, , , , , , ,


Venerable adult film director Bob Chinn and producer Gail Palmer once again join forces for yet another WWII based venture this time tapping into the same aesthetic as Don Edmonds and Dave Friedman’s Ilsa, Jesus Franco’s Wanda, the Wicked Warden and a rash of Italian productions by such entertaining bottom feeders as Bruno Mattei, Rino DiSilvestri and Luigi Baztella.

Because it's romantic to poke out your girl's eye.

Because it’s romantic to poke out your girl’s eye.

John Holmes is a sailor stationed in Japan. A very sexy Mai Lin bids him a fond farewell in the manner patrons of this sort of picture would expect, all grinding hips, moaning and sighing.  She genuinely seems to appreciate Holmes’ ministrations, which is decidedly not par for the course in adult cinema and thus makes the scene stand out in stark relief from the subsequent proceedings.


Unfortunately, no sooner does Holmes depart her lodgings than an American bombing raid hits her district, leaving a casualty of his intended bride.  Shortly thereafter, Holmes’ own ship is torpedoed (in a patch job of stock and what appears to be ‘appropriated’ footage from a much bigger production), and he (and conveniently, his footlocker) washes ashore on a deserted beach.


After eking out a course of survival Robinson Crusoe style, he stumbles across a pair of naked women bathing in a nearby waterfall.  Unfortunately, they turn out to be part of a small Axis outpost peopled by a trio straight out of Russ Meyer: the heavily mugging borscht belter Hans (Elmo Lavino, looking for all the world like Chuck McCann), “Ilsa” (Seka) and “Greta” (Sue Carol, whose hideous fright wig frizz job and highly inventive broken record repetition of “say you love the Fuhrer! Say it! You vill say it!” runs through an entire (rather repulsive) lesbo scene.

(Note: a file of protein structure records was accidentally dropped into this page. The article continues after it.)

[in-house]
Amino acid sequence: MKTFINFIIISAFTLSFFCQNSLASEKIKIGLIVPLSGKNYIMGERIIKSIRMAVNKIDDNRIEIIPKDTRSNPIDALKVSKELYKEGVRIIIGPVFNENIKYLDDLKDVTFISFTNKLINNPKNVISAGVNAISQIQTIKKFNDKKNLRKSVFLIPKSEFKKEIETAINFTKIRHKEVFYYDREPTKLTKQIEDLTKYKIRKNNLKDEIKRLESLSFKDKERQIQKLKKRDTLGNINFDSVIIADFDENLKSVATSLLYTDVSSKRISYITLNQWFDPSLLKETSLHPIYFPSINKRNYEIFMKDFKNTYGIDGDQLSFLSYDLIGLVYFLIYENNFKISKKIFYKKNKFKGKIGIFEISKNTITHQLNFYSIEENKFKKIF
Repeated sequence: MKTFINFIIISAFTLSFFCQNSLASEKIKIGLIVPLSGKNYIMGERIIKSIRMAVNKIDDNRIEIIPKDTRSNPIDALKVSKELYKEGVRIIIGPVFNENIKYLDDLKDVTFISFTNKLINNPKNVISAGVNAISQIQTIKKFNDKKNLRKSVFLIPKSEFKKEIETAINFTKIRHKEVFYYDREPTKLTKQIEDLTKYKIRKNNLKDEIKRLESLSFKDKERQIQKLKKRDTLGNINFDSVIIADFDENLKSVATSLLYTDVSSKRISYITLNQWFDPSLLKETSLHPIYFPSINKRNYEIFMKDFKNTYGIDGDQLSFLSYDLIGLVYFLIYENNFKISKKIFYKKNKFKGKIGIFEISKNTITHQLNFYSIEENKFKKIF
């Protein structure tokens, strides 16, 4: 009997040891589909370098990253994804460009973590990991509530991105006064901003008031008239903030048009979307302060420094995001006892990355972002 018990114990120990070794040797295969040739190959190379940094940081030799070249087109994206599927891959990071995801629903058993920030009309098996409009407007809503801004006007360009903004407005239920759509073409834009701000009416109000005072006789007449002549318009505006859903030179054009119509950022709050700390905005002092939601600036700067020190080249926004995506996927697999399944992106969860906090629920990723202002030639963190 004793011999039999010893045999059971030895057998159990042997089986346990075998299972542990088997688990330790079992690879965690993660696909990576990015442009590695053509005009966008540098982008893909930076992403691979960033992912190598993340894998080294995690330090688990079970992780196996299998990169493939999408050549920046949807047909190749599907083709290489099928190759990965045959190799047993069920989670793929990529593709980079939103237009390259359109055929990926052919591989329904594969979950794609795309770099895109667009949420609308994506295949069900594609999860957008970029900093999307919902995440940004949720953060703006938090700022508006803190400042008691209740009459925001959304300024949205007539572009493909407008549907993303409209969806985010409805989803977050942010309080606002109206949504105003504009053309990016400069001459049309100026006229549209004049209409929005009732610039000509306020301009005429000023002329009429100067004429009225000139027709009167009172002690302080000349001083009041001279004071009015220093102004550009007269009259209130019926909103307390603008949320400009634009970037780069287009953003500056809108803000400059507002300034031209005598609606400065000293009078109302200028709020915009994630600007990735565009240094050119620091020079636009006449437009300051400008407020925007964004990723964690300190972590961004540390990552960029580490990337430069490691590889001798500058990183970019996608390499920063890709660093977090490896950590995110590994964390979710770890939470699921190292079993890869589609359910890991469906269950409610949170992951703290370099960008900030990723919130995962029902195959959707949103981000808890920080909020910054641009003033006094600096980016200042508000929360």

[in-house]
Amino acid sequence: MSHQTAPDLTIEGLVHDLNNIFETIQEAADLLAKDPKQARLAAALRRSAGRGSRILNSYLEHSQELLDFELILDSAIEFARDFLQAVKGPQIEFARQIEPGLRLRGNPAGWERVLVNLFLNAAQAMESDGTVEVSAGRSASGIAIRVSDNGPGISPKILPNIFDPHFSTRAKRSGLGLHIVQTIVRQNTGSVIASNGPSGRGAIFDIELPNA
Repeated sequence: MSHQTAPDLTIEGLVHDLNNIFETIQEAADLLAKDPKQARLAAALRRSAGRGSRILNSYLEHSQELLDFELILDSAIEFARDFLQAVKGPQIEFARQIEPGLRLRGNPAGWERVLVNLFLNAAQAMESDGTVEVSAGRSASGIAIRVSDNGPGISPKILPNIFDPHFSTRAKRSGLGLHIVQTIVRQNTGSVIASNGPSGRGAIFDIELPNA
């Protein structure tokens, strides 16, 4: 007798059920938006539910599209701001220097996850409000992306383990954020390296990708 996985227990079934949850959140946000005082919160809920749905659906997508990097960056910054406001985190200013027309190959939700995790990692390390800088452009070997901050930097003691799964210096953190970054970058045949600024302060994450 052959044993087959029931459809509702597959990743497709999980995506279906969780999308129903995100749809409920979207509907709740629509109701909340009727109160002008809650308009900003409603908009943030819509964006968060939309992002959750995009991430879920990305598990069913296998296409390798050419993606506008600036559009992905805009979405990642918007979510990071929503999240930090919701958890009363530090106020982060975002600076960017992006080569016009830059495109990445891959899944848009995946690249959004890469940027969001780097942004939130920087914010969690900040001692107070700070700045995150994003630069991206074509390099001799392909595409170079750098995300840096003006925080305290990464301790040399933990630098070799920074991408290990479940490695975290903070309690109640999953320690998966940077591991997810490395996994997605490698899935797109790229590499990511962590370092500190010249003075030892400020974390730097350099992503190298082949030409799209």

The reason the scene is repulsive?  The fish lipped distended pudenda of one Gloria (Brenda Vargo), whose wide open innards are positively terrifying in their abnormal folds and noticeable areas of discoloration. Did I mention she also goes for the fright wig perm?  Ooh, sexy. (shudder)


Holmes makes a half-assed attempt at helping Vargo and fellow prisoner Carol (Nikki Anderson) escape the prison camp, and true to form, is instantly caught.  This being porn, he’s of course forced at gunpoint to service Seka and the obviously bubbleheaded (Sue) Carol (who diddles herself sloppily with the butt of her gun (!) and displays a seriously nasty scar on her shoulder) as Lavino looks on and Wagner’s “ride of the valkyries” plays.  It’s pretty damn silly, but Seka is quite impressively “in the moment”, staring Holmes down throughout and remaining very much in character.


But wait, there’s more! After all this, Holmes and the middling attractive Anderson are brought together and get to put on a performance both for and with the sinister krauts.  They’re just insatiable, these Jerrys…


But Holmes has an ace in the hole, Japanese guard “Suke” (Jade Wong, last seen in bit parts in Chris Warfield’s Purely Physical and Carlos Tobalina’s The Ultimate Pleasure), who isn’t really a stitch on Mai Lin (particularly herein) but is certainly cute enough and (more to the plot point) has a thing for him.


After an overly brief sex scene intercut with bits of the earlier Holmes/Mai Lin one (I guess Chinn’s saying Holmes sees every Asian girl as being pretty much the same?), the nazi girls show up, Wong takes a bullet for Holmes, and it all comes to a rather convenient if somewhat credulity straining ending that directly references Apocalypse Now.  Roll credits.


With the usual Chinn production values and striking cinematography, Prisoner of Paradise is cheesy as hell but still quite enjoyable as a low-rent hardcore variant of the short lived (if highly controversial) nazisploitation subgenre of the mid to late 70’s.


Despite casting both a Filipina and a Chinese as “Japanese” and traumatizing viewers by subjecting them to two other ladies who should never have been seen onscreen (much less in an intimate sense), we still get known commodities like Seka, Holmes and Mai Lin and respectably appealing up and comers like Wong and Anderson, small if well appointed sets and a comic bookish yet recognizable plot bridging all the prurient bits.

I’d certainly be lying if I said I wasn’t entertained, and the Process Blue/Vinegar Syndrome restoration of the film leaves it as pristine as it’s ever looked (more likely, moreso).